For the record, on at least one issue, Our Sunday Visitor may be more liberal than President Barack Obama. And probably more supportive of the right of choice.
The core of liberalism is respect for rights of conscience; it is profoundly illiberal to coerce citizens to perform acts that violate their beliefs.
And yet that is what the Obama administration seems prepared to do by rescinding a federal regulation that protects health care workers and facilities from discrimination if they refuse to perform abortions. The administration says that it intends to introduce new rules, though details are lacking.
First, a note of clarification. Conscience protections for medical personnel and facilities do not rise and fall with these regulations; such protections are already written into federal statutory law, and have been for three decades. What the regulations did was enforce the statutes by requiring compliance certificates from recipients of federal health funding.
So why the furor? Because it is clear that the regulations served a purpose. As the regulatory language itself pointed out, the public and many health care providers have been largely "uninformed" about the statutory protections, which led to abuses "detrimental" to conscience rights.
The necessity of such regulations is even clearer in light of a lawsuit seeking to overturn them by Planned Parenthood, and the National Family Planning and Reproductive Health Association, represented by the American Civil Liberties Union. It was filed days before the Obama administration rescinded the regulations.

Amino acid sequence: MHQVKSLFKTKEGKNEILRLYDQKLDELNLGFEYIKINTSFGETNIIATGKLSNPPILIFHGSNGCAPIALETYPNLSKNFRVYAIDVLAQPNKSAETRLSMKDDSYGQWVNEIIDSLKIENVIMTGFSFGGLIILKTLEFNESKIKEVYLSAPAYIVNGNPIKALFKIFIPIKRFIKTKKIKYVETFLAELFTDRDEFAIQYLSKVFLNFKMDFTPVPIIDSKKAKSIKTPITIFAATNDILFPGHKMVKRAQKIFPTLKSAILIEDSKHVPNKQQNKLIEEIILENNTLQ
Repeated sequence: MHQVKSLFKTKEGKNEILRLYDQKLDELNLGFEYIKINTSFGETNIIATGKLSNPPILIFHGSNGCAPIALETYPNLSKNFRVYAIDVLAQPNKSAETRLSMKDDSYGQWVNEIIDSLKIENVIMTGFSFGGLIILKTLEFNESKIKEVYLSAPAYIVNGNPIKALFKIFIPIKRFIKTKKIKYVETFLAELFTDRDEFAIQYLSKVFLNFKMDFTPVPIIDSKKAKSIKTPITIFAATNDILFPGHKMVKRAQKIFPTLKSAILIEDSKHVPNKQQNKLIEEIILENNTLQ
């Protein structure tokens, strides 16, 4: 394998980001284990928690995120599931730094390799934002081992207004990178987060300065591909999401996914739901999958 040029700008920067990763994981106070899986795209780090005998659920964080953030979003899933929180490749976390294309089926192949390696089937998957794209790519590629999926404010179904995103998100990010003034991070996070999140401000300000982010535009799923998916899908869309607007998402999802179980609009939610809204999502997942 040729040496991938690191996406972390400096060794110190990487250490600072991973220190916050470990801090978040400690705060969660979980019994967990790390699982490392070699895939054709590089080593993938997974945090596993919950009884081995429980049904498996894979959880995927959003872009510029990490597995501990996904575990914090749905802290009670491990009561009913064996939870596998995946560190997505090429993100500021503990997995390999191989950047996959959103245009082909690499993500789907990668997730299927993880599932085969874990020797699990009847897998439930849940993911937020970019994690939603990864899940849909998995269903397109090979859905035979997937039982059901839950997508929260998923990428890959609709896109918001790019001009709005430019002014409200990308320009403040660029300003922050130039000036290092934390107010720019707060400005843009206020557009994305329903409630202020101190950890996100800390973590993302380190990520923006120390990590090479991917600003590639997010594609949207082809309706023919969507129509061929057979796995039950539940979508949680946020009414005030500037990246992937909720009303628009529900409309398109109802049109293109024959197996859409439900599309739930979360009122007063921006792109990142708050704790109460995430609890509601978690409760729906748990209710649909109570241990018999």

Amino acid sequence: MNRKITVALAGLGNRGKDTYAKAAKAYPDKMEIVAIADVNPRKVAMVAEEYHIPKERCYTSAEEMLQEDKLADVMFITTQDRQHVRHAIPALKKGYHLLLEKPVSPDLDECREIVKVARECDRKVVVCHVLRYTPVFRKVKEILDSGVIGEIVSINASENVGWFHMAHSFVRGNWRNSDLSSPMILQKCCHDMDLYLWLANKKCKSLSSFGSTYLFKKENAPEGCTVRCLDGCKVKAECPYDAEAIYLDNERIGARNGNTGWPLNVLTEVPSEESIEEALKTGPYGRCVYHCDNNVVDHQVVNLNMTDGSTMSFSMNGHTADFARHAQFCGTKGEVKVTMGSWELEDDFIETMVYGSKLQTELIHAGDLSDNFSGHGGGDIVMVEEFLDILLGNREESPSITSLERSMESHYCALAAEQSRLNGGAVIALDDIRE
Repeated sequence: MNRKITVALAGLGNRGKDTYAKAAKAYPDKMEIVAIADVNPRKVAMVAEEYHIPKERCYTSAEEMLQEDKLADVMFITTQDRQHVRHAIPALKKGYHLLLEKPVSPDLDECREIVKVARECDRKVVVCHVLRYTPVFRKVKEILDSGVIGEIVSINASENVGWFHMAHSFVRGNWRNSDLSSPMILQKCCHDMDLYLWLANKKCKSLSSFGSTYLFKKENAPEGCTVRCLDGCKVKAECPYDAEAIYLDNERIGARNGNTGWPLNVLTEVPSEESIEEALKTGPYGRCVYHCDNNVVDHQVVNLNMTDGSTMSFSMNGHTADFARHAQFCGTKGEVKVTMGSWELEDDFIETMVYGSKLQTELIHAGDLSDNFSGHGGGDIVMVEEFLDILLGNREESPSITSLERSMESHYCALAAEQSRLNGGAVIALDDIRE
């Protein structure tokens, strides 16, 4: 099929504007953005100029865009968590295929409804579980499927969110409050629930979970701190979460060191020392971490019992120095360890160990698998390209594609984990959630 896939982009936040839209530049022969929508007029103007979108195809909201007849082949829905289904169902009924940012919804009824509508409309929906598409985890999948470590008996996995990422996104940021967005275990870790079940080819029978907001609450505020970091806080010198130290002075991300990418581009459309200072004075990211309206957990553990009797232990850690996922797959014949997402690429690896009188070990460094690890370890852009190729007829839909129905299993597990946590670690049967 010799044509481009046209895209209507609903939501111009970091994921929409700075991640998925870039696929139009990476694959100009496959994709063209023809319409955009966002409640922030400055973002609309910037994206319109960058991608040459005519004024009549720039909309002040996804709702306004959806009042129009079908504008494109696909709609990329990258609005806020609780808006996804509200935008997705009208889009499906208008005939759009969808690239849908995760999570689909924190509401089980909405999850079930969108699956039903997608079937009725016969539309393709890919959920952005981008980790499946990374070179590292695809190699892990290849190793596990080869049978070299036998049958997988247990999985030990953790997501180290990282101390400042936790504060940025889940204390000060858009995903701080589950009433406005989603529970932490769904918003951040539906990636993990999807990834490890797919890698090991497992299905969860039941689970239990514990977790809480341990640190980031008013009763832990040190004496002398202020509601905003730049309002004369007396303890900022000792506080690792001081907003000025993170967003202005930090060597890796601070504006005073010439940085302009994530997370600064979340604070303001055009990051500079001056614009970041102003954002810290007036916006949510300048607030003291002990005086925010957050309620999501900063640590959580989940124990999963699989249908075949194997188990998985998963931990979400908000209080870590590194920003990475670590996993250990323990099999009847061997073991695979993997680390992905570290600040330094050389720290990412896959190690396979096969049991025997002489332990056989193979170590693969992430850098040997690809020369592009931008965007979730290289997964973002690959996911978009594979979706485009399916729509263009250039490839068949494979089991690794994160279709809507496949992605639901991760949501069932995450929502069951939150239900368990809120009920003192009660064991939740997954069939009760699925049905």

As a lawyer for the Alliance Defense Fund, which filed a motion supporting the regulations, said: "The arguments in the lawsuits themselves demonstrate lack of compliance with these laws and the necessity of the regulation they are challenging."
Regulation opponents warn that women's access to abortion will be limited. Whether that's true is far from clear. But what if it were? Would they be comfortable forcing Quakers to shoulder machine guns for our country if not enough other soldiers could be found to conduct a war?
Conscience protections are deeply ingrained in American law and tradition. And it has found expression in other areas of the medical profession, too. Media accolades were showered two years ago on a pair of prison anesthesiologists in California who refused to participate in execution of the death penalty.
Why should the question of abortion be any different? Especially considering that for millennia, and until recently, abortion was expressly forbidden by the doctor's Hippocratic oath. In a very real sense, performing abortions is not an exercise of medicine at all; it cures no illness.
But now some opponents of the conscience regulations argue, unbelievably, that pro-lifers should avoid the conscience conundrum by opting to enter professions other than those in the medical field. Not only is this to propose sweeping discrimination, it ignores the fact that most pro-life women probably would prefer visiting a doctor who shares their views respecting the dignity of all human life.
There is bitter irony in seeing those who champion "choice" try to deny it to pro-life doctors and nurses. It is meaningless to respect the conscience rights only of those with whom you agree.
Mr. President, this is a time when you need to act like a liberal.